Academics, however, are now firmly in the minority when it comes to history blogs. One of the blogo-sphere’s great attractions is its democratic form. There are a number of websites hosting blogs for free, which means all you need to start a blog is access to the Internet and a passion for the subject. As a result, postgraduates can rub shoulders with professors, and ‘amateurs’ can mix comfortably with ‘professionals’. Some of the most fun, stimulating and intelligent blogs are run by independent researchers and enthusiasts who devote their spare time to reading and researching – in short, people with a passion for the subject. You can learn as much, if not more, from such blogs as from the weightiest academic monograph.
As the blogo-sphere has grown, so have institutions linked to it. A number of ‘blog carnivals’ have emerged to showcase the best blogging each month. A blog carnival is a collection of posts on a particular theme or topic. Bloggers take turns to volunteer to host a particular edition. Many times the post is nominated by other bloggers. Blog carnivals are an excellent way to know about the topic being discussed.
With blogs so simple to make, anyone who had something to say (and that’s everyone!) could say it to whomever would log on and read it.
Bloggers began to record day-to-day thoughts and observations on school, the news, dating, etc. Furthermore, a blogger could go back to his or her site and add comments. The most recent comments would appear on the screen at the top of a long list of comments. Archives of earlier postings were created. And the best part was that someone else could comment on your latest posting, making your blog a new kind of conversation: an interactive, on-line, live journal.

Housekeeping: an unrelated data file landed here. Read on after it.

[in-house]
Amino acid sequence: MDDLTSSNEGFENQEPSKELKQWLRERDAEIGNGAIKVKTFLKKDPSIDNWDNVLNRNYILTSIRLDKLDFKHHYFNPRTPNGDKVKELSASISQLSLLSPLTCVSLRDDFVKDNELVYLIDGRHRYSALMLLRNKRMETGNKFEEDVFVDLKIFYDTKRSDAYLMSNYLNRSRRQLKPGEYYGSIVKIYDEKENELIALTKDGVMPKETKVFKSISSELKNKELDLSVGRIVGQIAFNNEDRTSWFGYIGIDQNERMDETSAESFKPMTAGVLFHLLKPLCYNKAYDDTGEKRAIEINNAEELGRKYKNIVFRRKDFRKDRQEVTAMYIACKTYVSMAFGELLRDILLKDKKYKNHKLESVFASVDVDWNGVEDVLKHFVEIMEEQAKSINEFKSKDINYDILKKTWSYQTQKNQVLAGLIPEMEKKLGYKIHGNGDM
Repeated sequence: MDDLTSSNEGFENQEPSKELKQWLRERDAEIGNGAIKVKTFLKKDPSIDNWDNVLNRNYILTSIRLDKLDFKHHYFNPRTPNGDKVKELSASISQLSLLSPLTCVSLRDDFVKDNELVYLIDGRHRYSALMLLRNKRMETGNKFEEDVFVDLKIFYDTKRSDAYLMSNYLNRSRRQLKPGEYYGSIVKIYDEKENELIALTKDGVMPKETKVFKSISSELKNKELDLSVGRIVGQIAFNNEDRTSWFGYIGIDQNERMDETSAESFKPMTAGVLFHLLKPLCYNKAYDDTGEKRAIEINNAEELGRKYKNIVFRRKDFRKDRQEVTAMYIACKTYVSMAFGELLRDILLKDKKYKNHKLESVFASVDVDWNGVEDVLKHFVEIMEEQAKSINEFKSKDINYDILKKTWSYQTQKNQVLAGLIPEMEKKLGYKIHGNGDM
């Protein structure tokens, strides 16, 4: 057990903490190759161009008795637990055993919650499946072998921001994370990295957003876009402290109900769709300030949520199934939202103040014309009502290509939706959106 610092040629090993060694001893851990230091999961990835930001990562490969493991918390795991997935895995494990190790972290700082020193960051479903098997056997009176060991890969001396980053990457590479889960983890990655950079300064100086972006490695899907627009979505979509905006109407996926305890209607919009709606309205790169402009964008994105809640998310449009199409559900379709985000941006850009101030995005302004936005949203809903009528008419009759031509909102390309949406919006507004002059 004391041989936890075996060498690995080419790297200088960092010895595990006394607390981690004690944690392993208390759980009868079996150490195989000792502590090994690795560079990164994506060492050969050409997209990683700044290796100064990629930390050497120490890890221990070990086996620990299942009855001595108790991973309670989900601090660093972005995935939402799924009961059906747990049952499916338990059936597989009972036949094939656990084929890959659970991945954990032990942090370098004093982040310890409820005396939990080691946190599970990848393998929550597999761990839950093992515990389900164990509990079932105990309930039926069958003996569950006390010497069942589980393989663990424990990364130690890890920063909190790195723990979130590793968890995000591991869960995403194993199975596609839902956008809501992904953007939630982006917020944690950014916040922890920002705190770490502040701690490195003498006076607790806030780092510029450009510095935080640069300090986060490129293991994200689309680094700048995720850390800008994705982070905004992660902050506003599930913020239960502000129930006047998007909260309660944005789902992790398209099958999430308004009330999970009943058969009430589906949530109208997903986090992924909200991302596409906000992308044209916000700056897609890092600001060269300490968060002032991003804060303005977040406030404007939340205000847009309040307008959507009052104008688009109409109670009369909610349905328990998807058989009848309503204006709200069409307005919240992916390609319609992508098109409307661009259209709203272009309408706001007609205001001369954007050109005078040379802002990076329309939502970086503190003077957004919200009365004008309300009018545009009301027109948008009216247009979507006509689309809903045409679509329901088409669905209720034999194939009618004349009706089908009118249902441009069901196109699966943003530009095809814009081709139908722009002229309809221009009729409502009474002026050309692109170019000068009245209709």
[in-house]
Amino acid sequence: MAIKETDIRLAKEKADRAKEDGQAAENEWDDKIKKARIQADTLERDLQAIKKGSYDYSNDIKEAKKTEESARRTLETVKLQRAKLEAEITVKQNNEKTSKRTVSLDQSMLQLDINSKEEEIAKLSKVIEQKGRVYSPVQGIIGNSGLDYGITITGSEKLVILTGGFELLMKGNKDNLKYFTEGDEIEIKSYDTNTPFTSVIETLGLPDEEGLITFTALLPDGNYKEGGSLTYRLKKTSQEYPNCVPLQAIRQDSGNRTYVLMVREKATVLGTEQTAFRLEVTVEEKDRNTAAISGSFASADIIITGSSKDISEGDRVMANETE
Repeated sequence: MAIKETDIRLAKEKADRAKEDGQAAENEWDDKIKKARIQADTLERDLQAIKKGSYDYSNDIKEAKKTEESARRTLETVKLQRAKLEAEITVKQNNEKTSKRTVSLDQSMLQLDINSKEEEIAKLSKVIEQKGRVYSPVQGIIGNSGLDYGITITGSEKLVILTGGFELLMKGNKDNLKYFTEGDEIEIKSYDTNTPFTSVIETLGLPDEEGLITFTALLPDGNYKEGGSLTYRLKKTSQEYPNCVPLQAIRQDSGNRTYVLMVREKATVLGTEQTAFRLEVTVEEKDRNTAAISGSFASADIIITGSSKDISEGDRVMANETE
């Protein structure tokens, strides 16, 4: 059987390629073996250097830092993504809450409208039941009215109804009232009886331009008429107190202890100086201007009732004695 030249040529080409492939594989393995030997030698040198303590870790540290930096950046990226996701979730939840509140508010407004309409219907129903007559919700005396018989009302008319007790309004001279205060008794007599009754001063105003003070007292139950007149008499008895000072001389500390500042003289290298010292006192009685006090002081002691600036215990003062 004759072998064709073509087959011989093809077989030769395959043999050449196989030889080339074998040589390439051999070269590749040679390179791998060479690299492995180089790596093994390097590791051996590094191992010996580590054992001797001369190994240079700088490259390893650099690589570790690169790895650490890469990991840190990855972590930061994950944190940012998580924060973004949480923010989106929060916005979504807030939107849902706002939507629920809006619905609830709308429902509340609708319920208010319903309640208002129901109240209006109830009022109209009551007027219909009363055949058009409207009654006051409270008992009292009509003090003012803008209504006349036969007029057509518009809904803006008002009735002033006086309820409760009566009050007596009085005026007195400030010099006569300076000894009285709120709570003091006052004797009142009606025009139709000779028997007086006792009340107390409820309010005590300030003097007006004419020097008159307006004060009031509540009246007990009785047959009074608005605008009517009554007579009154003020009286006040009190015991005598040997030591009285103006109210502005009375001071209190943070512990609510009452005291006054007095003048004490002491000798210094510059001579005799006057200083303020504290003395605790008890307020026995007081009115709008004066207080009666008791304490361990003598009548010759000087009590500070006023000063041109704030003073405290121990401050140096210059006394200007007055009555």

Today’s bloggers have many choices of servers or software for creating their own blog, which can then be opened to selected groups of on-line friends or be made available to the entire on-line world.
Obviously, there are lots of shortcuts for typing in a blog. Often, “th” in a word is left out, and numbers are used for parts of words. The language is not too different from what’s used on vanity license plates.
If you can’t find a blog that piques your interest, then it is easy to start your own. A wide range of websites will not only carry your blog free of charge, but also provide you with daily statistics about how many people are visiting and what they are reading. Blogger, Livejournal, Word-press or Typepad are among the most popular. Sign up for an account, get writing and start a conversation with other history bloggers by commenting on their posts. If you are passionate about history, your blog will quickly find an audience. If you do so, it will be the start of an addiction you’ll find hard to shake. Some people have also taken blogging as their livelihood and are dependent on it for their day to day needs.
Getting your own blog started is simple. Keeping it current may be a bit more work, but if you’re looking for a conversation with who-knows-how-many contacts from who-knows-where on the globe, a dip into blogland might be just the thing. U 2 cn B ere!